SUCCESS FOR NZ WRITER
NZ author Kapka Kassabova has won the best first book category for the 2000 Commonwealth Writers' Prize in the SE Asia and South Pacific region for her novel Reconnaisance. Kapka will travel to New Delhi in April, where Reconnaissance will compete for the best overall first book against winners from the other regions. Reconnaissance was published by Penguin Books NZ in February 1999 to wide critical acclaim.
WRITER SETTLES SUIT AGAINST
Aphrodite Jones, author of All She Wanted, a book about the 1993 murder of Teena Brandon, is settling her $1 million-plus lawsuit with Fox Searchlight for an undisclosed sum. All She Wanted was acquired by Searchlight in December 1997 and held for a year. Jones alleges it was then abandoned for a competing project, Kimberly Peirce's Boys Don't Cry, bought by Searchlight at the 1999 Sundance Film Festival. The settlement ends another chapter in the legal problems surrounding the studio's acclaimed feature film Boys Don't Cry. Earlier this month, Lana Tisdel (portrayed by Oscar-nominated Chloe Sevigny) - the former girlfriend of slain teenager Teena Brandon - settled with the studio for an undisclosed sum. (Billboard, LA)
JOURNALS OF SYLVIA PLATH PUBLISHED
Nearly 40 years after the suicide of American poet Sylvia Plath, her complete journals are about to be published - an event that her admirers hope will illuminate some of the dark corners of a turbulent life. Excerpts from The Journals of Sylvia Plath will be serialized in The Guardian newspaper. The book will be published next month in London by Faber and Faber. The diaries "contain a string of intimate disclosures that shed new light on the complexity of Plath's sexuality, her depression and her hatred of her mother," writes Katherine Viner of The Guardian. (AP, London)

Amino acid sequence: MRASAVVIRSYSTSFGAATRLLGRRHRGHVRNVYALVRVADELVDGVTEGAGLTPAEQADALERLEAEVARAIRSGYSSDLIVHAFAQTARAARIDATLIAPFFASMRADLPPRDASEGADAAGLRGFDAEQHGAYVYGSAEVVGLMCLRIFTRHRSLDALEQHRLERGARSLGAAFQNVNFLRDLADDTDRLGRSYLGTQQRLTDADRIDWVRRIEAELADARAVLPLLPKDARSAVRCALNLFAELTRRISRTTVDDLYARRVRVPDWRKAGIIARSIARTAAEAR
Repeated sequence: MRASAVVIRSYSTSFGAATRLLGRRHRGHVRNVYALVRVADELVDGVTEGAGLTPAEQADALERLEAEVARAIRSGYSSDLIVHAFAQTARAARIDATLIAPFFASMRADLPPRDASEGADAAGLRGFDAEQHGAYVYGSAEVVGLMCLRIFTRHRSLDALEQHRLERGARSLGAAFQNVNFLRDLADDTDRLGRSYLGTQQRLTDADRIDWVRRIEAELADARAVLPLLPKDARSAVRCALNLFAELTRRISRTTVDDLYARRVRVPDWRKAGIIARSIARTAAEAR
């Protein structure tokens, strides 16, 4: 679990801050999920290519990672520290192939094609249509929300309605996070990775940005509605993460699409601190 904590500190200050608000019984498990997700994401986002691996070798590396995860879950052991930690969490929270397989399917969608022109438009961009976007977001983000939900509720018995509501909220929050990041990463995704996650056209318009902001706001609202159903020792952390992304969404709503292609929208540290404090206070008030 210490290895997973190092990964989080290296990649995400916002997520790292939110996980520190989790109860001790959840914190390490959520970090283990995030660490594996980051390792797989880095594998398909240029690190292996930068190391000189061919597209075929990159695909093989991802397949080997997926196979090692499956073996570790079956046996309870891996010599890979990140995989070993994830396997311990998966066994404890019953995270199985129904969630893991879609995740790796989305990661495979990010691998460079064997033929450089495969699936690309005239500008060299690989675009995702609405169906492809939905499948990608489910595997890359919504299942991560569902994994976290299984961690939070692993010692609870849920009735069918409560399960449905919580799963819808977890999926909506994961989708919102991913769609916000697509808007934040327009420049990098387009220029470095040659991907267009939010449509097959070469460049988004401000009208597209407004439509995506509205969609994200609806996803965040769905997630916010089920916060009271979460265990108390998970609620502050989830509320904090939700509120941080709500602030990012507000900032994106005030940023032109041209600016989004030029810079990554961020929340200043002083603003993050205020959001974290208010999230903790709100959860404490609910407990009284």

Language purists no longer have to shuffle through 20 volumes to look up one of nearly 640,000 words and phrases dissected in the Oxford English Dictionary. The reference book is now a few keystrokes away at http://www.oed.com. Oxford University Press launched an online dictionary service Tuesday, charging individuals $550 for a yearly subscription and companies or institutions $795. The OED traces word use through more than 2.4 million popular quotations by figures from Shakespeare to Tarantino. The second edition is also available on CDrom and in a 20-volume book set, but the online version will be updated quarterly with at least 1,000 new and revised entries. (AP, London)
THE EATEN TRACK (Siren, $24.95)
This funky package invites readers to "discover the Wellington region with a packed lunch", as local writers provide 38 tales of outdoor eating sites and food suggestions, illustrated with images from 9 photographers. Publishers Siren Advertising and Design are donating the profits to Wellington Forest Revegetation - good call - and the project has the LOOP seal of approval (we contribute). This one's been out for a while - if you haven't taken a look already, grab it now, before the weather really turns to shit.
THE TECHNO-PAGAN OCTOPUS
MESSIAH, Ian Winn (IMP Press, $29.95)
After hanging out with Terrance McKenna, larging it at the Burning Man festival in Nevada, and taking enough DMT to throw his brain more than a little out of wack, Ian Winn came to the stunning realisation that he might be the next Messiah - the Techno-Pagan Octopus Messiah in fact, poet of dubious talent and author of this bizzare chronicle of travels through Egypt, Rajastan and northern India. Winn has a coherant sort of insanity, and it makes this travelogue an interesting, entertaining and informative read.